Remember that reviewing takes less energy than learning something completely new. As the academic term moves forward the semester will get easier and easier and easier. Stick with the system and you’ll see the payoff slowly emerge. Eventually, recalling this information will be a cakewalk and all we’ll have to do is just show up.

When all the questions and concepts start to bore us (because they’re too easy, not because they’re uninteresting), that is how we know we can enter the last phase.

Relax

This is my favorite part of phasing and (to be honest) the whole reason why this method is worth it. While everyone is else is cramming and stressing, we can focus on relaxation and living our best lives. Maybe we might want to have a few active recall sessions just to keep our minds sharp, but most of our time will be spent decompressing. This is exactly how I was able to party it up with my friends on finals week and still kick ass on my exams. If we’ve executed the last two phases as designed, then active recall would work it’s magic and any gaps in knowledge would have been filled at office hours or in class.

By this point, we know everything we need to know for the class, and maintaining knowledge is so much easier than learning. Enjoy it. Getting to this point is not easy at all and the rewards ought to be reaped. Now, the focus can be shifted to other things like proper sleep and diet.

I love to play huge amounts of video games, make music, and watch tv before exams.

What do you like to do?

When is it applicable?

Phasing is a fantastic method for getting fantastic results with less effort than usual, but it’s not suitable for all class types. The types of classes we’ll encounter in our academic carrers are as follows:

Lectures – these are usually large scale classes held in giant rooms. The average class size for a lecture is anywhere from 100-500 students. Usually, the professor talks the entire time, while students take notes. These are most common in first-year college courses. Typically, students who attend a lecture also have to attend a discussion class.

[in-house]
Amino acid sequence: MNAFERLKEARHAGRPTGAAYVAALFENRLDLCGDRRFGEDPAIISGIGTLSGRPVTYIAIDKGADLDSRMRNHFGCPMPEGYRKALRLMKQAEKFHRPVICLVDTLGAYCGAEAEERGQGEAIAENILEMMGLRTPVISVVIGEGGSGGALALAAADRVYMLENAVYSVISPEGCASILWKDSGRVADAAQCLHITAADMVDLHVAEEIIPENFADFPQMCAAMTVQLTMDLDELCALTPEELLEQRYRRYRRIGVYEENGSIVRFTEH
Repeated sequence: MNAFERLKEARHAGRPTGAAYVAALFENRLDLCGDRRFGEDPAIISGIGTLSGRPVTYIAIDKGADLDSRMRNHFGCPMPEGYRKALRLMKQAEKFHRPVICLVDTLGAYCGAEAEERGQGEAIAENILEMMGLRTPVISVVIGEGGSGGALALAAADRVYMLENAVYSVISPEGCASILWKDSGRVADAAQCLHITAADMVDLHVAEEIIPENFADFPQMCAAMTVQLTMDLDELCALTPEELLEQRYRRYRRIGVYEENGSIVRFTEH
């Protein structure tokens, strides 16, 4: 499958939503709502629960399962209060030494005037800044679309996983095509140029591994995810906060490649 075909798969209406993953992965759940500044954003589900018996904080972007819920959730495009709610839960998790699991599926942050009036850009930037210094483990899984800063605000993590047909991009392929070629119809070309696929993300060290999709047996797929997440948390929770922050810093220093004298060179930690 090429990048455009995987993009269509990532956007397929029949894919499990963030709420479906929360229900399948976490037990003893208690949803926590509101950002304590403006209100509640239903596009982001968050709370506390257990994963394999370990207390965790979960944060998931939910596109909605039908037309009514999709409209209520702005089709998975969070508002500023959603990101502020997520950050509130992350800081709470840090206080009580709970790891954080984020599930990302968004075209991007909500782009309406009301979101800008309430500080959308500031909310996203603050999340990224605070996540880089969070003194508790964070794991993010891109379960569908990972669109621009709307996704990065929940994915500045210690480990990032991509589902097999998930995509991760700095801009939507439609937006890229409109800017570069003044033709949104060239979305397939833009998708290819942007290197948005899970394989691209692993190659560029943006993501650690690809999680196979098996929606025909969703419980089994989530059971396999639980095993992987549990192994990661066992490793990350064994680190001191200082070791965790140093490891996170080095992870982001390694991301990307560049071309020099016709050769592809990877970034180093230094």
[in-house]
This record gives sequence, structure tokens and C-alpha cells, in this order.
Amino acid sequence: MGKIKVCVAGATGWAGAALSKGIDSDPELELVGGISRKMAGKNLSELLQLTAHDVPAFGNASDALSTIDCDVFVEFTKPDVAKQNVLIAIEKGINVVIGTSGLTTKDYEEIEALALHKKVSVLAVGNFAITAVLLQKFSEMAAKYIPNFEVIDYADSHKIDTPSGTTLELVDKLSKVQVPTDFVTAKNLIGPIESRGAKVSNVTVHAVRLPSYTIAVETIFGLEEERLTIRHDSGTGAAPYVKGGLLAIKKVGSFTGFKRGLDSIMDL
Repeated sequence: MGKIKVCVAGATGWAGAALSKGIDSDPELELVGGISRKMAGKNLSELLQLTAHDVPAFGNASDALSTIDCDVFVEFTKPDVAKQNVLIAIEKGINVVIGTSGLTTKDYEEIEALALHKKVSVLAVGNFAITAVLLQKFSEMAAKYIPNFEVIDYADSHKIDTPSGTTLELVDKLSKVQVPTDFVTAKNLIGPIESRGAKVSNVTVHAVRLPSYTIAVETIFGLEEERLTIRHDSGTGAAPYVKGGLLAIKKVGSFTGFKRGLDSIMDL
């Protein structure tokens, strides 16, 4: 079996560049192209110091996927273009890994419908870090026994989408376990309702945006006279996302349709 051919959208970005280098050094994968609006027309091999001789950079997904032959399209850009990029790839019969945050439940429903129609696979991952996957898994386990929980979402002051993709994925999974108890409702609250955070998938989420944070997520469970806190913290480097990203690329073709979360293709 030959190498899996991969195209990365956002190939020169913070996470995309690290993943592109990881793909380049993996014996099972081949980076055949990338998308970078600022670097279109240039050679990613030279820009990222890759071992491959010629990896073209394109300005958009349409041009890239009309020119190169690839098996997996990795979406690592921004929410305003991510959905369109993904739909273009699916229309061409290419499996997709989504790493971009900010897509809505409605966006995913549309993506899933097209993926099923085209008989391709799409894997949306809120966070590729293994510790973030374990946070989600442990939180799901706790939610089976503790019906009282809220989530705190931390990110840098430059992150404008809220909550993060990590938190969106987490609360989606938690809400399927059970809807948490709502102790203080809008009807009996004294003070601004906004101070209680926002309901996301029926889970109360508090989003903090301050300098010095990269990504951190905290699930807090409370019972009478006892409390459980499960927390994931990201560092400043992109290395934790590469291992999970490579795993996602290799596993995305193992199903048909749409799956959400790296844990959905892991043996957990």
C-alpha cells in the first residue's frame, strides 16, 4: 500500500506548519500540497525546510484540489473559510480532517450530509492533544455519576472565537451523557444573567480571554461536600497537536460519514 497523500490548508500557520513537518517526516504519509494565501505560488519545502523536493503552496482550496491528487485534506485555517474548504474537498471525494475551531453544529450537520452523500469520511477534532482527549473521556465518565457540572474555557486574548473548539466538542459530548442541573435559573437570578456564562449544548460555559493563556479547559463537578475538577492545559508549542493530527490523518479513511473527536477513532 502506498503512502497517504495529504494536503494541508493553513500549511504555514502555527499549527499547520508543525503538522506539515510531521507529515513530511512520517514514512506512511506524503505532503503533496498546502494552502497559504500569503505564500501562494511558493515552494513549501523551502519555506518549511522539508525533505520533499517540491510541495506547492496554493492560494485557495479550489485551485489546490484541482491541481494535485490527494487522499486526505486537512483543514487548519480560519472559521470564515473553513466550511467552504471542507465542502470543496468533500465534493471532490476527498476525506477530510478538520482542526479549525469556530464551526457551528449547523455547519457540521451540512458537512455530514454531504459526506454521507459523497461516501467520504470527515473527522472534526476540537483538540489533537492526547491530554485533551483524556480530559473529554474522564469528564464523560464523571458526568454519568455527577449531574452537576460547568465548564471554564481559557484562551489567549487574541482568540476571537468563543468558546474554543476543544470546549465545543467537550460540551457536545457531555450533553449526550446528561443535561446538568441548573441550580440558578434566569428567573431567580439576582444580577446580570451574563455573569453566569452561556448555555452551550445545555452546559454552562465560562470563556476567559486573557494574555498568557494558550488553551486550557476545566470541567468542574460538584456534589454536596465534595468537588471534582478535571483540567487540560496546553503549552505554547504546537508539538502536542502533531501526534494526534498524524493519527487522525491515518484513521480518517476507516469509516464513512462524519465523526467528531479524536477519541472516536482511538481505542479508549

Sometimes I had professors use the lecture before an exam as a review session, which can play a key role in the review or frontloading phase.

Discussion – discussions are smaller classes and are usually led by a graduate student studying the same subject as the course. This is where students receive additional instruction as well as extra practice problems. Typically, this is where most students get their questions answered.

If the schedule permits, I use discussions as an opportunity to fill knowledge gaps during the review phase. Discussion classes are invaluable if used right. I literally would not have passed Calc III if it wasn’t for the grad student who led my discussion that year.

Use office hours in place of a discussion for the same purpose. Some students feel awkward going into office hours, but that time is literally set aside so students can have in-person access to their professors.

Laboratories – oh labs. Usually, they come with science classes and last a few hours. In these classes, students will perform some kind of experiment, record data, and interpret the results. Phasing doesn’t really apply to lab classes, but usually, the person who leads the lab is another graduate student so you can use that time to ask them questions if needed.

I remember in my O-Chem II class, my discussion grad student was terrible and couldn’t answer my questions. But the grad student who helped me in my lab section was awesome! Dave if you ever see this, thank you! I managed to get all my questions answered during the lab section while I waited for my solutions to heat up. Phasing doesn’t typically apply to lab classes, but there is another opportunity to have access to someone who knows the material proficiently.